So, just where is a good place to be? Well, as it turns out, spiral galaxies are not all bad. There are certain regions within them that are fairly cozy, and we don't have to go to the lonely fringe of the galaxy to find them. In fact, if God preferred the formation of our sun and planets from materials at hand, they would most readily be found nearer the central area. This is because you need a certain abundance of gases and stars to begin with, which are more sparse in the periphery, in order to facilitate the various rounds of star birth and death that manufacture the heavier elements. You see, the original material of the universe was primarily hydrogen, and (short of divine intervention) the heavier elements are only produced in the fusion engines we call stars and during their explosive death throws (i.e., novas and supernovas). Heavy elements — carbon, oxygen, silicon, iron, etc. — are important for planet forming and for imparting certain desirable characteristics to stars (and, or course, for life). It can take time to build up and release a significant amount of such materials, and this tends to happen in the galaxy from the inside out. All this boils down to a galactic habitable zone that falls somewhere between the inner core and the outer edge, yet not directly within the densely packed arms.
The bottom line is that the less populous space between the arms of the spirals is a perfect location for life, and, as an added bonus, would let the inhabitants have a clear view of both the nearby arm(s) of their own galaxy and an unobstructed view outside of the galaxy. And if that world were in a nice circular orbit near the corotation radius of the galaxy, then it would seldom risk crossing through the spiral arms. You'd also want an orbit that stayed well within the plane of the galaxy so as not to peek above or below the shielding dust of the inner rings and be exposed to the volatile output of the galactic core. Our own solar system happens to be situated in just such a place.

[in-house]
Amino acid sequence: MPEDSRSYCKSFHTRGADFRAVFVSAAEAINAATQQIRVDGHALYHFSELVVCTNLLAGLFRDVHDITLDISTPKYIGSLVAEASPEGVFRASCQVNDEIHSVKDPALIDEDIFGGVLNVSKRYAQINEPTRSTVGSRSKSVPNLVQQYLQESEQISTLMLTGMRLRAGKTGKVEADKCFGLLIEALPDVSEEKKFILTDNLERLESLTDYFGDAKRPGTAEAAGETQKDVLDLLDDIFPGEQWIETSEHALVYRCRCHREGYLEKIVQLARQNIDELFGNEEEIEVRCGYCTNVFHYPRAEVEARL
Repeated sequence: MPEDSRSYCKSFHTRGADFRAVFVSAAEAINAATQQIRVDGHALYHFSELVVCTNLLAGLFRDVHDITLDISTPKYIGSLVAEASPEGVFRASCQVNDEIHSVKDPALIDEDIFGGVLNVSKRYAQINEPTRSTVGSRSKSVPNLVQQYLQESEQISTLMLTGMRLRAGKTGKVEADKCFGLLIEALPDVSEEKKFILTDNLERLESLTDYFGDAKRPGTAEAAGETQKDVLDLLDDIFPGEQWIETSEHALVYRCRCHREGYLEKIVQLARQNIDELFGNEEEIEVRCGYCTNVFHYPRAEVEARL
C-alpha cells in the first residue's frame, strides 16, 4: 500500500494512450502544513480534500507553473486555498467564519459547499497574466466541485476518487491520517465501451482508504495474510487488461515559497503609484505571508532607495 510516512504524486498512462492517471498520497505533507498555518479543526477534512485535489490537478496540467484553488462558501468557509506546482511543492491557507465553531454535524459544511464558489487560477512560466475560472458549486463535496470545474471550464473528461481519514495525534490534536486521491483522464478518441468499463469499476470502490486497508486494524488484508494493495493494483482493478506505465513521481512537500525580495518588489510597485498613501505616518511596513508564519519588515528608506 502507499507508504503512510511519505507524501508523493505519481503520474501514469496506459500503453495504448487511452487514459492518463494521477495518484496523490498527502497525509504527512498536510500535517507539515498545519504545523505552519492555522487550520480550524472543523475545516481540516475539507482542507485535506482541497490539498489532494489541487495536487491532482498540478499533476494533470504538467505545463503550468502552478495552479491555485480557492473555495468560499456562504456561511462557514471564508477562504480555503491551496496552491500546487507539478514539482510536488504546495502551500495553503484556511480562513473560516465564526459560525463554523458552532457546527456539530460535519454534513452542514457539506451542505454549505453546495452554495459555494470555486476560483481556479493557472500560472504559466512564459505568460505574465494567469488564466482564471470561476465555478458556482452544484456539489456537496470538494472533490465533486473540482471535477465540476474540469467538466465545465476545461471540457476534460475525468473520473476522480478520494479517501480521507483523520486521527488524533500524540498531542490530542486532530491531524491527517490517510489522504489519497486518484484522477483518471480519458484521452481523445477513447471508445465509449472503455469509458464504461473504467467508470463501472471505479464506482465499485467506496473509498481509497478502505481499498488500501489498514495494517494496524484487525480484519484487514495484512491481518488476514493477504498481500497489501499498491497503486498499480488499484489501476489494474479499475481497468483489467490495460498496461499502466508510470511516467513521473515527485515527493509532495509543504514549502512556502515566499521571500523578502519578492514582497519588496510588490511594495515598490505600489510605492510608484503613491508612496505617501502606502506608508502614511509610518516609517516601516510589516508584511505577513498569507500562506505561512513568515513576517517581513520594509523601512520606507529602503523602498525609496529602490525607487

At this point it is worth mentioning that most of the stars in the universe happen to be locked up in hostile environments like elliptical galaxies, star clusters, galactic cores, and spiral arms. By comparison, the number of stars that are in the right kinds of positions within the right kinds of galaxies is miniscule. And even when we begin to look at stars that might be in prime real estate we find that very few of these make a friendly host.
But before I begin down the path of illustrating the kind of local variables required for life (e.g., stars and planets), let me just emphasize the fact that our world is in a very good place, being both safe and advantageous for viewing the action in the universe at large. Can the charge that we are no place special be sustained? Only if one could say that a babe cradled in his mother's arms looking safely through the window at his world is no place special. And even if there might be other mothers and other arms, it does not make his any less good.